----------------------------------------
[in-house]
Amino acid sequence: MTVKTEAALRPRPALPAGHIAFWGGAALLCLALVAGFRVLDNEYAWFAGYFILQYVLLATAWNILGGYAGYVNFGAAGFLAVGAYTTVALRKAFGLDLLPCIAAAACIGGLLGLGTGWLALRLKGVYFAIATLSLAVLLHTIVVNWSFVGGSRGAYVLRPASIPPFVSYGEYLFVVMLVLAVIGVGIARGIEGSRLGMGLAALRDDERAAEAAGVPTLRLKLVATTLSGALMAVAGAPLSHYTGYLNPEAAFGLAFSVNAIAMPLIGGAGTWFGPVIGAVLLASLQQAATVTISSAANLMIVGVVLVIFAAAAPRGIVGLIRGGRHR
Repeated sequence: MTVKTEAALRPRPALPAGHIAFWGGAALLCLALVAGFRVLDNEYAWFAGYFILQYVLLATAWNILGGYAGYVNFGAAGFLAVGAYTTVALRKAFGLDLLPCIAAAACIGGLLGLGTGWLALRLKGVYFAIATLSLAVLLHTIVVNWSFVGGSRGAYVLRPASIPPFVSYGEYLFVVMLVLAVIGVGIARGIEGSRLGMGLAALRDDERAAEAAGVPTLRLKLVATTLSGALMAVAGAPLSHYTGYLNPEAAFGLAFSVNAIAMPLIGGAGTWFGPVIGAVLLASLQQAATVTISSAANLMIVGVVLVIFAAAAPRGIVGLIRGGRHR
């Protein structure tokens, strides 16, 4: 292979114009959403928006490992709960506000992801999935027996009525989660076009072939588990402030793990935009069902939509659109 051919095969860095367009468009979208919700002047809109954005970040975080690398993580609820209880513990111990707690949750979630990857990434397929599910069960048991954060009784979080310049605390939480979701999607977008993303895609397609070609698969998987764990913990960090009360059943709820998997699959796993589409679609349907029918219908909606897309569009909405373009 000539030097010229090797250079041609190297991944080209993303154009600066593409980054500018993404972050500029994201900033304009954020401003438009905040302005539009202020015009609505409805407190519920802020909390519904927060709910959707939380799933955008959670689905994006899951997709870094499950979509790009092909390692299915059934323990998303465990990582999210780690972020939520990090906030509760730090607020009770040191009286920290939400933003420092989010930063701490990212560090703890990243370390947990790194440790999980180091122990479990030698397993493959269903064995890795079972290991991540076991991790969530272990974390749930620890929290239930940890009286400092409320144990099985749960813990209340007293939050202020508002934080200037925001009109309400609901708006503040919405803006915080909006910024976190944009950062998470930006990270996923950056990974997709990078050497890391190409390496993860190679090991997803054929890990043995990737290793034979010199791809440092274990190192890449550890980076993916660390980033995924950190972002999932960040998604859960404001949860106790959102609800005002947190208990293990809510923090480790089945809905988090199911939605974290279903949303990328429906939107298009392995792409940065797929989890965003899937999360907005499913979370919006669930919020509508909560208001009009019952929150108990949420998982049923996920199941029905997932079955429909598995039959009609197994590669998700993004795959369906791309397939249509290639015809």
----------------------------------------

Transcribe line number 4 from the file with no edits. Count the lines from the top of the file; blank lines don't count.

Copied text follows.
């Protein structure tokens, strides 16, 4: 292979114009959403928006490992709960506000992801999935027996009525989660076009072939588990402030793990935009069902939509659109 051919095969860095367009468009979208919700002047809109954005970040975080690398993580609820209880513990111990707690949750979630990857990434397929599910069960048991954060009784979080310049605390939480979701999607977008993303895609397609070609698969998987764990913990960090009360059943709820998997699959796993589409679609349907029918219908909606897309569009909405373009 000539030097010229090797250079041609190297991944080209993303154009600066593409980054500018993404972050500029994201900033304009954020401003438009905040302005539009202020015009609505409805407190519920802020909390519904927060709910959707939380799933955008959670689905994006899951997709870094499950979509790009092909390692299915059934323990998303465990990582999210780690972020939520990090906030509760730090607020009770040191009286920290939400933003420092989010930063701490990212560090703890990243370390947990790194440790999980180091122990479990030698397993493959269903064995890795079972290991991540076991991790969530272990974390749930620890929290239930940890009286400092409320144990099985749960813990209340007293939050202020508002934080200037925001009109309400609901708006503040919405803006915080909006910024976190944009950062998470930006990270996923950056990974997709990078050497890391190409390496993860190679090991997803054929890990043995990737290793034979010199791809440092274990190192890449550890980076993916660390980033995924950190972002999932960040998604859960404001949860106790959102609800005002947190208990293990809510923090480790089945809905988090199911939605974290279903949303990328429906939107298009392995792409940065797929989890965003899937999360907005499913979370919006669930919020509508909560208001009009019952929150108990949420998982049923996920199941029905997932079955429909598995039959009609197994590669998700993004795959369906791309397939249509290639015809």